Less than 50 feet and 12 pounds will suffice if the trout is little. However, you’ll need around 20 pounds of backing and 100 feet for medium-to-large fish.

How Much Backing For Bonefish?

Bonefish are enormous and powerful. For these, you’ll need around 250 yards of 30-pound backing. Investing in a poly spun backing might also be wise.

How Much Backing On A Saltwater Fly Reel?

It mostly relies on the type of fish you are looking for. For the majority of shallow inshore fishing conditions, carry a minimum of 175 yards of 20 pounds of backing with you. 

More prolonged ocean fishing calls for a minimum 300-yard backing of 30 pounds. Furthermore, since most large water gamefish, such as marlin and tuna, can dive deep and catch a lot of fish, a gel-spun backing is essential.

Do Colors of the Fly Reel Backing Matter?

Functionally, color is meaningless; the only benefit of a vividly colored backing showing through fly reel ports is that it looks striking. You are free to select any color that goes well with your fly reel or that you want.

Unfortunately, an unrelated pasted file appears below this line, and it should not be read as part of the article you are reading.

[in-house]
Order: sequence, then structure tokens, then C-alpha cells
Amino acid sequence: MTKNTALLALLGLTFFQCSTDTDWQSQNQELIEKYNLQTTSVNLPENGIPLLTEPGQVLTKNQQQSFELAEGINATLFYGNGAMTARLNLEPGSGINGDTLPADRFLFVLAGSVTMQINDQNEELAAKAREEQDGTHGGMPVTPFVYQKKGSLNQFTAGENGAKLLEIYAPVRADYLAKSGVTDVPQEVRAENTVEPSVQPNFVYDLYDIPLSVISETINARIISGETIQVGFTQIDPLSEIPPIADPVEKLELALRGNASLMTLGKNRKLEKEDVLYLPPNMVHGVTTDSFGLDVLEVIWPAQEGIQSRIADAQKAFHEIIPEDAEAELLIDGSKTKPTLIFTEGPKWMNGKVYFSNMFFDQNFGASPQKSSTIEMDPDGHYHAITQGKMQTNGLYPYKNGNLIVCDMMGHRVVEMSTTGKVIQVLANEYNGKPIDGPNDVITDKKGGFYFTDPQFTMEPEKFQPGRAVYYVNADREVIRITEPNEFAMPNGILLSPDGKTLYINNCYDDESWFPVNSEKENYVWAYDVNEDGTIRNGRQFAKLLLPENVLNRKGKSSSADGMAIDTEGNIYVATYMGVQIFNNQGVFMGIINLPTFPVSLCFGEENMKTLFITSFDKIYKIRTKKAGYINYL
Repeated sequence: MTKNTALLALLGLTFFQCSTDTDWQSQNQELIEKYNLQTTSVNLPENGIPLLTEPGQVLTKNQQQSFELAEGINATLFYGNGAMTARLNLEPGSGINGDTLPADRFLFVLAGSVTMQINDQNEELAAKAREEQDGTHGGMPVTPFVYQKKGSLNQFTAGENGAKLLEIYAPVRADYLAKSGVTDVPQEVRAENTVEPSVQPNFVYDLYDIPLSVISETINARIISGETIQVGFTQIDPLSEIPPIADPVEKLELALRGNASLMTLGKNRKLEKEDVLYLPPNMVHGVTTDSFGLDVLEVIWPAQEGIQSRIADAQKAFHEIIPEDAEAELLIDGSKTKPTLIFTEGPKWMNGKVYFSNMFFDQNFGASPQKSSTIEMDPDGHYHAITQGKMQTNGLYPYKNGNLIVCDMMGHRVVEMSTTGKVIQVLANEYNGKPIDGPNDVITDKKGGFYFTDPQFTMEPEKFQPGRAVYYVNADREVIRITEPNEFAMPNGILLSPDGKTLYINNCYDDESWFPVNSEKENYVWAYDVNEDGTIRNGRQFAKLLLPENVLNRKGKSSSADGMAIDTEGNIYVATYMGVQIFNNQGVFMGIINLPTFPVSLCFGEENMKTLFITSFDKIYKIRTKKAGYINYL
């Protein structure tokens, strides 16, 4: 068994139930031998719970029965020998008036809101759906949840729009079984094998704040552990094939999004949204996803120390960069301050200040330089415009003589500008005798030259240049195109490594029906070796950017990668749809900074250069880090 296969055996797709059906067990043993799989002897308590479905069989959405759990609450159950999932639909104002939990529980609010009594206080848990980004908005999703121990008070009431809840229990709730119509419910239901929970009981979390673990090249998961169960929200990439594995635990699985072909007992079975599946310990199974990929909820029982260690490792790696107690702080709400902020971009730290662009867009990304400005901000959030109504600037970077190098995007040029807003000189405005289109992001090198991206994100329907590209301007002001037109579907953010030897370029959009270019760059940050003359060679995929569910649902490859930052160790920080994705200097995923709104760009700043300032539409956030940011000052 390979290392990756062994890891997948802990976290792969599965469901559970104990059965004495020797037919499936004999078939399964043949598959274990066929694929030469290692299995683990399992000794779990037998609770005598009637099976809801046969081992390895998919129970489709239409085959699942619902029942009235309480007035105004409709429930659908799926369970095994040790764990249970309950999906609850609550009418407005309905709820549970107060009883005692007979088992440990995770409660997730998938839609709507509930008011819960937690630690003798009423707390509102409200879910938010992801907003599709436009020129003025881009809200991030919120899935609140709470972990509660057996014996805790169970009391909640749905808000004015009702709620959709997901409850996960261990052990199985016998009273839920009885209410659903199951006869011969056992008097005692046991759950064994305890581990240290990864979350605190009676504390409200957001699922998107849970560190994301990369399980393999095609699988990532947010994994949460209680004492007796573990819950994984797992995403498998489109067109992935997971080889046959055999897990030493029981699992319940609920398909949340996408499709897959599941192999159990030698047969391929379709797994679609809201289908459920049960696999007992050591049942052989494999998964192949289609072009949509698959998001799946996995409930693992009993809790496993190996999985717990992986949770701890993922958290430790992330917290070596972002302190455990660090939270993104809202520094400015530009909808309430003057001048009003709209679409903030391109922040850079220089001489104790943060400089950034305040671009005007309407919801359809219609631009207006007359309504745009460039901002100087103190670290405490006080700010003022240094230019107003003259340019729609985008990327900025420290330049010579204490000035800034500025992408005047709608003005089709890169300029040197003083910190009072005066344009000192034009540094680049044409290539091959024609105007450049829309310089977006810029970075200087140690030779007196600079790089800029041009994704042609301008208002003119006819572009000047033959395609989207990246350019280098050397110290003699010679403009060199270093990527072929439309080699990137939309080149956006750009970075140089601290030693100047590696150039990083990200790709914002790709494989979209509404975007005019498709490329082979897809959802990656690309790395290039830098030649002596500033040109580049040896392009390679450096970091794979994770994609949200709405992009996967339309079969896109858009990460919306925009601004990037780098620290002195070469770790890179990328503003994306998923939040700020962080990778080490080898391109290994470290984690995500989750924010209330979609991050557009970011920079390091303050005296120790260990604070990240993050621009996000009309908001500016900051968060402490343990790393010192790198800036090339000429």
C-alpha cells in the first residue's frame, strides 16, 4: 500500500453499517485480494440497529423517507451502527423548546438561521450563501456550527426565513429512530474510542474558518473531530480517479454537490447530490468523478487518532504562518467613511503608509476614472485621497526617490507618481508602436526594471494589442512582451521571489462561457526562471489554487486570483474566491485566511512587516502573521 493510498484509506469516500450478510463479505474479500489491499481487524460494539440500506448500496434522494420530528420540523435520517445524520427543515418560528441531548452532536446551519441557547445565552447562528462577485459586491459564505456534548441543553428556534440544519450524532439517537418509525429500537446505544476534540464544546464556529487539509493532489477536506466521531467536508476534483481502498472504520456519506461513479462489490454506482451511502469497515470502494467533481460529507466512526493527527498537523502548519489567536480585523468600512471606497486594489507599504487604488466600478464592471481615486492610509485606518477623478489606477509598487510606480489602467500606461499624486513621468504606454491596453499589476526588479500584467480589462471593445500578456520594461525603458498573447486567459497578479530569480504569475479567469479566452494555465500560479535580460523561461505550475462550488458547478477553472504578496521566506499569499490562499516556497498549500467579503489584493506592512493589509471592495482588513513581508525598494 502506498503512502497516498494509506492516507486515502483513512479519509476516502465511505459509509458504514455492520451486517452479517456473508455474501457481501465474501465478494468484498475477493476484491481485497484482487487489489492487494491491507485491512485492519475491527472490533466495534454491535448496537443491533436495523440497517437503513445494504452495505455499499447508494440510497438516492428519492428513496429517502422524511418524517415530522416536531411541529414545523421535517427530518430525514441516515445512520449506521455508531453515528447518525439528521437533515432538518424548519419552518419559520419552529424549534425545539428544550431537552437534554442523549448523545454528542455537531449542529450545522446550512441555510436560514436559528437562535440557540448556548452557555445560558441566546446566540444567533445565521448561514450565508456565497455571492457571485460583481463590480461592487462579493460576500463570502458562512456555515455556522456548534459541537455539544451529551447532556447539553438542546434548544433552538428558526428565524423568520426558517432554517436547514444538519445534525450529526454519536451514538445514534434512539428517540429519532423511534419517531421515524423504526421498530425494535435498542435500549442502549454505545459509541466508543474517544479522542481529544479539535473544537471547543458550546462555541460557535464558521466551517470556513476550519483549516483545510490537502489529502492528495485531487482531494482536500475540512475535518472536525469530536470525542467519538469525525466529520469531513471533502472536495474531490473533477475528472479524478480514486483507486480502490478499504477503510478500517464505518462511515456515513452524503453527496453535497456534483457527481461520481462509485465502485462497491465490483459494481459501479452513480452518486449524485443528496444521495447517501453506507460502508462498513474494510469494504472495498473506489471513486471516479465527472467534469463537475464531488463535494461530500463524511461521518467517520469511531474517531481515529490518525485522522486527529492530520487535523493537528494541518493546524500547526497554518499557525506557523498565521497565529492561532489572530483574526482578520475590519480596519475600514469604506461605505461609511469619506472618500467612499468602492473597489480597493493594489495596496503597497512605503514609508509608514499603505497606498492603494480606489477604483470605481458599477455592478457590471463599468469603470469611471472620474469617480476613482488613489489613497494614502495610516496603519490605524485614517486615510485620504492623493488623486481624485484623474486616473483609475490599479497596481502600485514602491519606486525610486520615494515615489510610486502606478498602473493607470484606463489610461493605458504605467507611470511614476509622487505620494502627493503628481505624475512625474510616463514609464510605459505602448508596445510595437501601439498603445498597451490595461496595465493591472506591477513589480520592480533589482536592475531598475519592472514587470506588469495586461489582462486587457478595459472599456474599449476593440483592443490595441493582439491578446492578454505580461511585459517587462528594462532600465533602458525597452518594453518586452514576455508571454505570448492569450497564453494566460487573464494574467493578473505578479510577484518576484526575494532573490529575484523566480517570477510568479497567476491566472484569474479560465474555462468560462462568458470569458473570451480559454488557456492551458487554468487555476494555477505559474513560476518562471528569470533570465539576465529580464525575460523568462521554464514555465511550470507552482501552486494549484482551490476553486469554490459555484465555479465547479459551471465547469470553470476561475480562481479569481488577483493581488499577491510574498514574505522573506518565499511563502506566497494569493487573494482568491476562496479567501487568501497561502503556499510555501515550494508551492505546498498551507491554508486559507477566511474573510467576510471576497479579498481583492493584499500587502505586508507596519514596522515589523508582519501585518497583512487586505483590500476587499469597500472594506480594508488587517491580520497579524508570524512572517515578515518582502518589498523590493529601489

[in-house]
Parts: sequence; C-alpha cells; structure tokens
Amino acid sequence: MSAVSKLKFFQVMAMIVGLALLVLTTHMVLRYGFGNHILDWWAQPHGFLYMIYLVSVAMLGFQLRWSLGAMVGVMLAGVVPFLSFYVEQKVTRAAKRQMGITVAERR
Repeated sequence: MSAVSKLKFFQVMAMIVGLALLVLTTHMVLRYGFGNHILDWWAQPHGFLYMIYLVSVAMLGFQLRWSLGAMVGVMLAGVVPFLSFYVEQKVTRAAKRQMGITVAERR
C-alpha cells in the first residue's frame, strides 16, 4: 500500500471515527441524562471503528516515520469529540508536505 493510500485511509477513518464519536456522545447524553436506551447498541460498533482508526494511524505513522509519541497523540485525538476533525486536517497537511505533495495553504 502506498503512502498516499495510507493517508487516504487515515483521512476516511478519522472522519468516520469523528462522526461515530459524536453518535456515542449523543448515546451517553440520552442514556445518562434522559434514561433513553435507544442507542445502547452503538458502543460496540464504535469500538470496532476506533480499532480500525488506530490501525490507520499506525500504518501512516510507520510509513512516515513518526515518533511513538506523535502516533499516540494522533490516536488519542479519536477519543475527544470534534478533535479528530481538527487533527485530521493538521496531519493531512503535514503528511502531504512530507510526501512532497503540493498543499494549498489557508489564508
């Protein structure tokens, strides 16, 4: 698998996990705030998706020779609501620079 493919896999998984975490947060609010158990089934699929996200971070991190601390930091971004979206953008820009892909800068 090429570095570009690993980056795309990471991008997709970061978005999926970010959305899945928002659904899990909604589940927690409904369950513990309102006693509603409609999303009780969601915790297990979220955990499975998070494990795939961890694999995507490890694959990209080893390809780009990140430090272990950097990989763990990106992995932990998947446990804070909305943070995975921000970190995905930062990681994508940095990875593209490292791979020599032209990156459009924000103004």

On a fly reel, where does the backing go?

The first item to place in your fly reel is the backing. Generally, the sequence is as follows: fly hook, fly backing, fly fishing leader, fly tippet, and main fly line.

How Do I Attach My Fly Reel Backing?

Wrap your spool in an arbor knot. For the knot to stay in place, start reeling gently. To provide traction, you can also apply double-sided tape on the spool. After wrapping it all the way around, secure the main fly line with a nail knot.

FAQs

Can I use a regular fishing line as backing for my fly reel?

While it’s technically possible, it’s not recommended. Regular fishing line tends to stretch more, and its diameter might not fit the reel’s capacity properly.

How do I attach backing to my fly reel?

Backing is typically attached to the reel using an Arbor knot. Ensure it’s secured tightly to prevent slippage.

Do I need backing if I’m only fishing for small trout?

While you may not need as much backing for small trout, having some is still advisable for unexpected situations or if you hook into a larger fish.

Conclusion

Having the right amount of backing on your fly reel is crucial for successful fly fishing. The choice of material and quantity depend on the reel size, target species, and fishing conditions. Always consider the strength and diameter of the backing to ensure it complements your fly line and reel.

I’m sure I must have answered a good deal of your fly line backing questions. Please share any additional information you may have in the comments section below.